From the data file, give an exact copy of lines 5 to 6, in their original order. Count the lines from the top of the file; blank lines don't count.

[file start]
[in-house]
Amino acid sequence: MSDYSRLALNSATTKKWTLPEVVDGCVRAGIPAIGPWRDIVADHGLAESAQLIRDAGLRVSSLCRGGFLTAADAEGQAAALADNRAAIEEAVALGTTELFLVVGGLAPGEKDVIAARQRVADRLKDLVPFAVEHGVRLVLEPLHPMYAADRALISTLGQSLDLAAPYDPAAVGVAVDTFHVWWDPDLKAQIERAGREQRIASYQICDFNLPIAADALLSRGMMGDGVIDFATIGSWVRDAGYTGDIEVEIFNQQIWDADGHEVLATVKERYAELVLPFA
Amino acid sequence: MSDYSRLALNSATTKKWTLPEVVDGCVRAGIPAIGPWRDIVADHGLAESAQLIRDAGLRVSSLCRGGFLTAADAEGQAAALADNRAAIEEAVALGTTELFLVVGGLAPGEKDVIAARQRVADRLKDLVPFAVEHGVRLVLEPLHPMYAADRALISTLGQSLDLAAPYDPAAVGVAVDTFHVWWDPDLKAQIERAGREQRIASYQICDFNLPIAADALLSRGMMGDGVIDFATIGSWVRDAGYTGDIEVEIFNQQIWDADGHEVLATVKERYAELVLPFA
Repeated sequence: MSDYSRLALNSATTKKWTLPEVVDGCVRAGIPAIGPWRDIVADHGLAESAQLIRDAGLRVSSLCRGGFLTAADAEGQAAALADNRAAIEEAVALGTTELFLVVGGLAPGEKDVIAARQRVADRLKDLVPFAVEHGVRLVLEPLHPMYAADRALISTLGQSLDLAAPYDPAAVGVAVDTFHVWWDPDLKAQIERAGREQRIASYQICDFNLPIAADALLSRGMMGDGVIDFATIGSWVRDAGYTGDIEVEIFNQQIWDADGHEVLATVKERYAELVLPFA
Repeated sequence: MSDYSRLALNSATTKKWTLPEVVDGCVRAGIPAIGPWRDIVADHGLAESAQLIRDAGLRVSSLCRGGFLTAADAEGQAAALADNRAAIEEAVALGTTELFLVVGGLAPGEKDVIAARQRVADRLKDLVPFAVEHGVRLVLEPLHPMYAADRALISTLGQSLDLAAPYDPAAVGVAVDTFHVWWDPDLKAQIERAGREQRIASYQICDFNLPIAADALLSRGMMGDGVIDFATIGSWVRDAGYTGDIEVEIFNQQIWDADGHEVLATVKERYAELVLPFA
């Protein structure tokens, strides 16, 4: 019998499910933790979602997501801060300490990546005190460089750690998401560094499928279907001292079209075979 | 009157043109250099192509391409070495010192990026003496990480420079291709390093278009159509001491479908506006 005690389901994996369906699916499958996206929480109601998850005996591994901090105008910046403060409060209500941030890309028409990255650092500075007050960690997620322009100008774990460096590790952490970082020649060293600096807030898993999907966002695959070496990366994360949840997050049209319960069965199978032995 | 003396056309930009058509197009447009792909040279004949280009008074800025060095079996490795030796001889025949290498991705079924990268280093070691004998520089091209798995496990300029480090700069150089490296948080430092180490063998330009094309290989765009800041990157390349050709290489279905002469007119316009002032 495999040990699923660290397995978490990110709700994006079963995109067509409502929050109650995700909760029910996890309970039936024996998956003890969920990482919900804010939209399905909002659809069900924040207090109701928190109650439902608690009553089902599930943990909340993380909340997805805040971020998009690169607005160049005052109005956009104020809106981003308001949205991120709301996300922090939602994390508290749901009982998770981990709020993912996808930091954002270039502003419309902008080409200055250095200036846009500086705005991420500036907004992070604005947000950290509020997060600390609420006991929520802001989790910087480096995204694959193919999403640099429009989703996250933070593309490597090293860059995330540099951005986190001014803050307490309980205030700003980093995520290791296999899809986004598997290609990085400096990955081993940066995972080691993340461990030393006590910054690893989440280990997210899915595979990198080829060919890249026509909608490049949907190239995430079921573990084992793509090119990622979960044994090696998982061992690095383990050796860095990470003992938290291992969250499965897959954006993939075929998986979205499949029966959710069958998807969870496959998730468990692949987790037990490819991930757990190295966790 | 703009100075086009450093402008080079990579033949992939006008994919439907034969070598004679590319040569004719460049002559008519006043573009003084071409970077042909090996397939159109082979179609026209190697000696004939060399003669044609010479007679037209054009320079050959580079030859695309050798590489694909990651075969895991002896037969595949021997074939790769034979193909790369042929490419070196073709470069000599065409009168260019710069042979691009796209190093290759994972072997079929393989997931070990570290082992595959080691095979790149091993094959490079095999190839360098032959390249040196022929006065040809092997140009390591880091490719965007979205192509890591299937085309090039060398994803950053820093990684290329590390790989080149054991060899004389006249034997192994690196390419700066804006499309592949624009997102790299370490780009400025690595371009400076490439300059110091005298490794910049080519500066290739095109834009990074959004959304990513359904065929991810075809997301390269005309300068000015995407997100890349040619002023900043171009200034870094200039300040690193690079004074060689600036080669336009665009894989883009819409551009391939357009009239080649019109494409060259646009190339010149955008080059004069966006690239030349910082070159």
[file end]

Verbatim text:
Repeated sequence: MSDYSRLALNSATTKKWTLPEVVDGCVRAGIPAIGPWRDIVADHGLAESAQLIRDAGLRVSSLCRGGFLTAADAEGQAAALADNRAAIEEAVALGTTELFLVVGGLAPGEKDVIAARQRVADRLKDLVPFAVEHGVRLVLEPLHPMYAADRALISTLGQSLDLAAPYDPAAVGVAVDTFHVWWDPDLKAQIERAGREQRIASYQICDFNLPIAADALLSRGMMGDGVIDFATIGSWVRDAGYTGDIEVEIFNQQIWDADGHEVLATVKERYAELVLPFA
């Protein structure tokens, strides 16, 4: 019998499910933790979602997501801060300490990546005190460089750690998401560094499928279907001292079209075979 | 009157043109250099192509391409070495010192990026003496990480420079291709390093278009159509001491479908506006 005690389901994996369906699916499958996206929480109601998850005996591994901090105008910046403060409060209500941030890309028409990255650092500075007050960690997620322009100008774990460096590790952490970082020649060293600096807030898993999907966002695959070496990366994360949840997050049209319960069965199978032995 | 003396056309930009058509197009447009792909040279004949280009008074800025060095079996490795030796001889025949290498991705079924990268280093070691004998520089091209798995496990300029480090700069150089490296948080430092180490063998330009094309290989765009800041990157390349050709290489279905002469007119316009002032 495999040990699923660290397995978490990110709700994006079963995109067509409502929050109650995700909760029910996890309970039936024996998956003890969920990482919900804010939209399905909002659809069900924040207090109701928190109650439902608690009553089902599930943990909340993380909340997805805040971020998009690169607005160049005052109005956009104020809106981003308001949205991120709301996300922090939602994390508290749901009982998770981990709020993912996808930091954002270039502003419309902008080409200055250095200036846009500086705005991420500036907004992070604005947000950290509020997060600390609420006991929520802001989790910087480096995204694959193919999403640099429009989703996250933070593309490597090293860059995330540099951005986190001014803050307490309980205030700003980093995520290791296999899809986004598997290609990085400096990955081993940066995972080691993340461990030393006590910054690893989440280990997210899915595979990198080829060919890249026509909608490049949907190239995430079921573990084992793509090119990622979960044994090696998982061992690095383990050796860095990470003992938290291992969250499965897959954006993939075929998986979205499949029966959710069958998807969870496959998730468990692949987790037990490819991930757990190295966790 | 703009100075086009450093402008080079990579033949992939006008994919439907034969070598004679590319040569004719460049002559008519006043573009003084071409970077042909090996397939159109082979179609026209190697000696004939060399003669044609010479007679037209054009320079050959580079030859695309050798590489694909990651075969895991002896037969595949021997074939790769034979193909790369042929490419070196073709470069000599065409009168260019710069042979691009796209190093290759994972072997079929393989997931070990570290082992595959080691095979790149091993094959490079095999190839360098032959390249040196022929006065040809092997140009390591880091490719965007979205192509890591299937085309090039060398994803950053820093990684290329590390790989080149054991060899004389006249034997192994690196390419700066804006499309592949624009997102790299370490780009400025690595371009400076490439300059110091005298490794910049080519500066290739095109834009990074959004959304990513359904065929991810075809997301390269005309300068000015995407997100890349040619002023900043171009200034870094200039300040690193690079004074060689600036080669336009665009894989883009819409551009391939357009009239080649019109494409060259646009190339010149955008080059004069966006690239030349910082070159």